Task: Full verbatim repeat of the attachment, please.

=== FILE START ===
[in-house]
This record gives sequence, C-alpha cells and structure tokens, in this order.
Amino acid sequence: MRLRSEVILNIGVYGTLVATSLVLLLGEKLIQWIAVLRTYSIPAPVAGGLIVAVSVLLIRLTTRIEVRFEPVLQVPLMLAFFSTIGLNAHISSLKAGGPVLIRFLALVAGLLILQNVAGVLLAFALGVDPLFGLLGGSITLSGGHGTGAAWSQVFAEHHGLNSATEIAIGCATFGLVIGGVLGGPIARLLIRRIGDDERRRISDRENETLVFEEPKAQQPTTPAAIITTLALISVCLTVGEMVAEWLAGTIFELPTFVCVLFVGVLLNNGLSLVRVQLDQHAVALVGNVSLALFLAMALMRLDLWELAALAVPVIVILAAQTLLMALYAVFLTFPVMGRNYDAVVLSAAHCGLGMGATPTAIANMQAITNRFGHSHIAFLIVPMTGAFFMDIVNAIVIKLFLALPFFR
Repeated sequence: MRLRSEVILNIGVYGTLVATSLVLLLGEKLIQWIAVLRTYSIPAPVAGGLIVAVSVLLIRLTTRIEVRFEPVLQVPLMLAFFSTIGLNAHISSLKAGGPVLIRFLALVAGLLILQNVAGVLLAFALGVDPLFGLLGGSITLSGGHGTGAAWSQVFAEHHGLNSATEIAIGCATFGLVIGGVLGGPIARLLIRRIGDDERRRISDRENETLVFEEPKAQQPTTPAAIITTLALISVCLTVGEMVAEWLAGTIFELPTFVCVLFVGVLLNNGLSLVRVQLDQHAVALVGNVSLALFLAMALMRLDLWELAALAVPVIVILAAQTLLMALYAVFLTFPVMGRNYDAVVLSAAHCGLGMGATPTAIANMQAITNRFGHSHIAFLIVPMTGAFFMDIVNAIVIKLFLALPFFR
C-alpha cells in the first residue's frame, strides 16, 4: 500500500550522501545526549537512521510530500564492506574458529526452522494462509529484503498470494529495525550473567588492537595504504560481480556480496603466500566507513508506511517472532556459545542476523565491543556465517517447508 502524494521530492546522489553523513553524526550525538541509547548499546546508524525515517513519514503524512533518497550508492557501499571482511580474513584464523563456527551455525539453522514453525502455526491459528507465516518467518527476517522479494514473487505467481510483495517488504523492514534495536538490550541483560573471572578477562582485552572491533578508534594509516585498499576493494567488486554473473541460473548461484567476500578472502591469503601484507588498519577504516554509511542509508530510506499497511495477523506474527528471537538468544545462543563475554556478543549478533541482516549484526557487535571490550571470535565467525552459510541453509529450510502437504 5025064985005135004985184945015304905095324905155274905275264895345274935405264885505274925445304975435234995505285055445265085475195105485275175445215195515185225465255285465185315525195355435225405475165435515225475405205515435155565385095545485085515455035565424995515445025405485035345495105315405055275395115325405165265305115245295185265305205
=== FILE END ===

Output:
[in-house]
This record gives sequence, C-alpha cells and structure tokens, in this order.
Amino acid sequence: MRLRSEVILNIGVYGTLVATSLVLLLGEKLIQWIAVLRTYSIPAPVAGGLIVAVSVLLIRLTTRIEVRFEPVLQVPLMLAFFSTIGLNAHISSLKAGGPVLIRFLALVAGLLILQNVAGVLLAFALGVDPLFGLLGGSITLSGGHGTGAAWSQVFAEHHGLNSATEIAIGCATFGLVIGGVLGGPIARLLIRRIGDDERRRISDRENETLVFEEPKAQQPTTPAAIITTLALISVCLTVGEMVAEWLAGTIFELPTFVCVLFVGVLLNNGLSLVRVQLDQHAVALVGNVSLALFLAMALMRLDLWELAALAVPVIVILAAQTLLMALYAVFLTFPVMGRNYDAVVLSAAHCGLGMGATPTAIANMQAITNRFGHSHIAFLIVPMTGAFFMDIVNAIVIKLFLALPFFR
Repeated sequence: MRLRSEVILNIGVYGTLVATSLVLLLGEKLIQWIAVLRTYSIPAPVAGGLIVAVSVLLIRLTTRIEVRFEPVLQVPLMLAFFSTIGLNAHISSLKAGGPVLIRFLALVAGLLILQNVAGVLLAFALGVDPLFGLLGGSITLSGGHGTGAAWSQVFAEHHGLNSATEIAIGCATFGLVIGGVLGGPIARLLIRRIGDDERRRISDRENETLVFEEPKAQQPTTPAAIITTLALISVCLTVGEMVAEWLAGTIFELPTFVCVLFVGVLLNNGLSLVRVQLDQHAVALVGNVSLALFLAMALMRLDLWELAALAVPVIVILAAQTLLMALYAVFLTFPVMGRNYDAVVLSAAHCGLGMGATPTAIANMQAITNRFGHSHIAFLIVPMTGAFFMDIVNAIVIKLFLALPFFR
C-alpha cells in the first residue's frame, strides 16, 4: 500500500550522501545526549537512521510530500564492506574458529526452522494462509529484503498470494529495525550473567588492537595504504560481480556480496603466500566507513508506511517472532556459545542476523565491543556465517517447508 502524494521530492546522489553523513553524526550525538541509547548499546546508524525515517513519514503524512533518497550508492557501499571482511580474513584464523563456527551455525539453522514453525502455526491459528507465516518467518527476517522479494514473487505467481510483495517488504523492514534495536538490550541483560573471572578477562582485552572491533578508534594509516585498499576493494567488486554473473541460473548461484567476500578472502591469503601484507588498519577504516554509511542509508530510506499497511495477523506474527528471537538468544545462543563475554556478543549478533541482516549484526557487535571490550571470535565467525552459510541453509529450510502437504 5025064985005135004985184945015304905095324905155274905275264895345274935405264885505274925445304975435234995505285055445265085475195105485275175445215195515185225465255285465185315525195355435225405475165435515225475405205515435155565385095545485085515455035565424995515445025405485035345495105315405055275395115325405165265305115245295185265305205